The Role of Animal Models in Determining the Genetic Bases of Osteosarcoma

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Osteosarcoma is a highly malignant tumor of bone, mostly affecting children and adolescent age groups. This tumor is characterized by complex genetic changes, which are supposed to be involved in osteosarcoma tumorigenesis. Secondary osteosarcoma also can develop as sequences of bone abnormalities such as fibrous dysplasia, Paget’s disease, and osteomyelitis. The peak incidence of osteosarcoma occurs between 1 - 22 years old groups with a smaller peak
after age 50. Osteosarcoma typically arises at the growth plate (Metaphysis) of the long bones, and it is mostly high grade and tends to develop pulmonary metastasis. In spite of clinical management, the patients with metastasis or even with local disease have a poor prognosis. In addition, there is no advance treatment for osteosarcoma, only cytotoxic therapy and limb amputation. This review focuses on the existing data which indicate that osteosarcoma tumors display a broad range of genetic alterations, including loss, deletion, and rearrangements of chromosomal regions. There has evolved some inactivation of tumor suppressor genes and deregulation of some signalling pathways. Certain studies found that p53 and pRb mutations are most commonly reported in osteosarcoma patients and also reported in the animal model cell lines.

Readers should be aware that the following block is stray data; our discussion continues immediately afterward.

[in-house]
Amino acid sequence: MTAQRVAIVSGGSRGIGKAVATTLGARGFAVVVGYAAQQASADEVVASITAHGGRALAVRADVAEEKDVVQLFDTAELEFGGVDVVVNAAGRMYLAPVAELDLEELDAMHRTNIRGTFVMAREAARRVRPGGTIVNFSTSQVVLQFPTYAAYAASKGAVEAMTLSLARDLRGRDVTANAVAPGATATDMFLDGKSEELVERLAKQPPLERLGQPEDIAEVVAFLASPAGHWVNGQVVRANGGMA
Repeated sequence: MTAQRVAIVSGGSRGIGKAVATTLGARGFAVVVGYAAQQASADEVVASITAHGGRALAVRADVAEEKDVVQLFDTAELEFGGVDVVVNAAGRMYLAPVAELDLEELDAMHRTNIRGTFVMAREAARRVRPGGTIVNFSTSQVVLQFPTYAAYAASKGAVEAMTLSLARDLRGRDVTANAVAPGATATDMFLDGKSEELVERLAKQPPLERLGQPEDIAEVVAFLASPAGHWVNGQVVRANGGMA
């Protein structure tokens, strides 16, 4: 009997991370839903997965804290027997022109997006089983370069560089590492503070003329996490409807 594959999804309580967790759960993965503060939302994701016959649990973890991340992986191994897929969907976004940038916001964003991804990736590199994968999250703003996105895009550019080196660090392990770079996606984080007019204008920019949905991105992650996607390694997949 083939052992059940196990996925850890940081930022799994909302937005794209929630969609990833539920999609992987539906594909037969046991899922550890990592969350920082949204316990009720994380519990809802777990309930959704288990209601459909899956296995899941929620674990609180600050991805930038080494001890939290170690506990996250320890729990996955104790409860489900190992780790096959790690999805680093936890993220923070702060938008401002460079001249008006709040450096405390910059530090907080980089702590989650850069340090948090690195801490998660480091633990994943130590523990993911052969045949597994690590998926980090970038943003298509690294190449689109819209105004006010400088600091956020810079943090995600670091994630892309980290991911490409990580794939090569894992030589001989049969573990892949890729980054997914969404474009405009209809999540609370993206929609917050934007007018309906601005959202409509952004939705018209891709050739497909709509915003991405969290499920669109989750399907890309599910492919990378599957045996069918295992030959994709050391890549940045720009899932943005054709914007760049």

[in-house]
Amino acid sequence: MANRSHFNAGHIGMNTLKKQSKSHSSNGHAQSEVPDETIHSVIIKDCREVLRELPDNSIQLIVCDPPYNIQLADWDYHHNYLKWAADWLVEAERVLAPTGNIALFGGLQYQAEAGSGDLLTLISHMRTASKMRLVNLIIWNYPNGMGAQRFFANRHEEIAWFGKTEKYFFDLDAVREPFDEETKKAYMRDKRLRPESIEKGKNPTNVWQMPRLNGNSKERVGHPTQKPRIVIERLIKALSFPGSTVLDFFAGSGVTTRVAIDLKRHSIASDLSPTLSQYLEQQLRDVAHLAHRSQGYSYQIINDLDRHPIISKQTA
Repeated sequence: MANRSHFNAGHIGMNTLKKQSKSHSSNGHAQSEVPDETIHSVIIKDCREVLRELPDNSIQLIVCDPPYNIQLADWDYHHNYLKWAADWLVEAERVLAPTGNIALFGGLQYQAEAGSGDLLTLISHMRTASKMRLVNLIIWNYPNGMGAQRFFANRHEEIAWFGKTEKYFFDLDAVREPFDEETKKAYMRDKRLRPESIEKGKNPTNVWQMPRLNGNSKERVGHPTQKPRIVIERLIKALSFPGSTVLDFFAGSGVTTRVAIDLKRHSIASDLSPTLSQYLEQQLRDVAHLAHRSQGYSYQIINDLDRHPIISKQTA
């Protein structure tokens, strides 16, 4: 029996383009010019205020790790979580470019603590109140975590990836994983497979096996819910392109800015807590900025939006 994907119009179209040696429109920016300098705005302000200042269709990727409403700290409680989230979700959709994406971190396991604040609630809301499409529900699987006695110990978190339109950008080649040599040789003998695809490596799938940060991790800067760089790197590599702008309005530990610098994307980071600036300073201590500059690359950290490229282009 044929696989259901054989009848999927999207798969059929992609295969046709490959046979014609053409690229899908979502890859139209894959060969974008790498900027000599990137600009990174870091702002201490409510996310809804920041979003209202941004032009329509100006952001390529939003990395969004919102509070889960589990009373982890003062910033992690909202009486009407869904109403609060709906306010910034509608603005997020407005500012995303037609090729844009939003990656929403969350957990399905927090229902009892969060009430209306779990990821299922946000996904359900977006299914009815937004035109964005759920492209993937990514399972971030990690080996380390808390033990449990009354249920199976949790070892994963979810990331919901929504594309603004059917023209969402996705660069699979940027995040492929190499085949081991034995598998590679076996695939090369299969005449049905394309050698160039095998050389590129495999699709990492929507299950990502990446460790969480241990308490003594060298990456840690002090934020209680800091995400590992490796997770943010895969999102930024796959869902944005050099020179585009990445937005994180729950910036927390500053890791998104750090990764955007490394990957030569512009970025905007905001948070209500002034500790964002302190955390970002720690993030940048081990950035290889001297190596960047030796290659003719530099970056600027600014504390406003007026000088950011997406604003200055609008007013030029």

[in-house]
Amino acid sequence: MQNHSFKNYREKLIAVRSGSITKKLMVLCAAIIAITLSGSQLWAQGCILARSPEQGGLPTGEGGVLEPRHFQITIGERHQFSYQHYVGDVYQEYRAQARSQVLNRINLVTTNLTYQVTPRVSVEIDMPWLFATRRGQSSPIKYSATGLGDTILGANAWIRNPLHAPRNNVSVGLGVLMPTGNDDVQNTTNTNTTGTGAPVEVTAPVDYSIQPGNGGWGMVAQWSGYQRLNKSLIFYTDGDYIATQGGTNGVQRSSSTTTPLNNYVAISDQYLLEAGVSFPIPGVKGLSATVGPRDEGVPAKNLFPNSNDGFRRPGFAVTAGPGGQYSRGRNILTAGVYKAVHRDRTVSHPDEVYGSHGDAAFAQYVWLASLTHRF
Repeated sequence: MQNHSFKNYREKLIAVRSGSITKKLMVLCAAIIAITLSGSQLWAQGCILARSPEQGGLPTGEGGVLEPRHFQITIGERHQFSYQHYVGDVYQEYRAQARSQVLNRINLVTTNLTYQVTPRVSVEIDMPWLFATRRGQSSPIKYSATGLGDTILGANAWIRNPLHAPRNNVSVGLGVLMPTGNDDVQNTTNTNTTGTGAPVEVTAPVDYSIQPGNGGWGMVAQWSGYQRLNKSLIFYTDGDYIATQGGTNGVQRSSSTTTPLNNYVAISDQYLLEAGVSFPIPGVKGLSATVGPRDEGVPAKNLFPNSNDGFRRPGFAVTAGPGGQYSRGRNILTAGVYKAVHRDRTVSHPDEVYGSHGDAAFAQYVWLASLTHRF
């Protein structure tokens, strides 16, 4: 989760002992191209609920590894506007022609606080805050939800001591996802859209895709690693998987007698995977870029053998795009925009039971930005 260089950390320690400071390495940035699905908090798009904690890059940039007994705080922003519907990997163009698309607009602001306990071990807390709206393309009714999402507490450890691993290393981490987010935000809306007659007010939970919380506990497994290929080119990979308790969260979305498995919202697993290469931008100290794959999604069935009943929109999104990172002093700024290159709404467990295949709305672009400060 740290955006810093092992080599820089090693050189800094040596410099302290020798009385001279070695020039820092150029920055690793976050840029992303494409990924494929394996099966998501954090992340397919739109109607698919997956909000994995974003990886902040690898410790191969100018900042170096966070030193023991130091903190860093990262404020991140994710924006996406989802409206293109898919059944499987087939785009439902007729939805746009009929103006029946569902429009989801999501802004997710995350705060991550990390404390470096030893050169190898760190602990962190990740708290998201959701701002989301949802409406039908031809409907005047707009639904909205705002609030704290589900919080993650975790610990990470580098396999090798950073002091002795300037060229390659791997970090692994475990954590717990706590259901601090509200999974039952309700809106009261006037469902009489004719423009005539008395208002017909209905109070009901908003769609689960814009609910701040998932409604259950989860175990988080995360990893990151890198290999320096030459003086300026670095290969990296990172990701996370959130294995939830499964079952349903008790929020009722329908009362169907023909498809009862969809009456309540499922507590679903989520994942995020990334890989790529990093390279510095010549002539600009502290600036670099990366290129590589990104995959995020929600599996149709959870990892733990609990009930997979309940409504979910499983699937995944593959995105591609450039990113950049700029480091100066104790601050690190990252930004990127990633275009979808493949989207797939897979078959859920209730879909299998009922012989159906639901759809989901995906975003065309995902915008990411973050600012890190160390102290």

This review focuses on the importance of animal models because of the difficulty to obtain human samples with different classifications of the disease, and also a limited number of clinically related with biological insights. Furthermore, human tissue is often taken from chemotherapy patients who then have the problems of
a cellular tumor stroma and tumor necrosis induced by the chemotherapy. For these reasons, relevant animal models are essential to provide an investigational tool for the study of osteosarcoma. This review provides the comparison of human, canine, and murine models in particular, and feline and rabbit in general including incidence, risk factors, clinical presentation and diagnosis, genetic abnormalities, biological behaviors and prognostic factors. Finally, this review
suggests osteosarcoma should be considered as a dedifferentiated disease caused by genetic changes that interrupted osteoblast differentiation from mesenchymal stem cells. Thus, understanding the molecular pathology of osteosarcoma could lead to the development of better diagnosis and prognostic markers, as well as therapeutic agents for osteosarcoma patients.
Original languageEnglish
Article number15
Pages (from-to)50-63
Number of pages14
JournalThe Role of Animal Models in Determining the Genetic Bases of Osteosarcoma
Issue number15
Publication statusPublished - 30 Apr 2013


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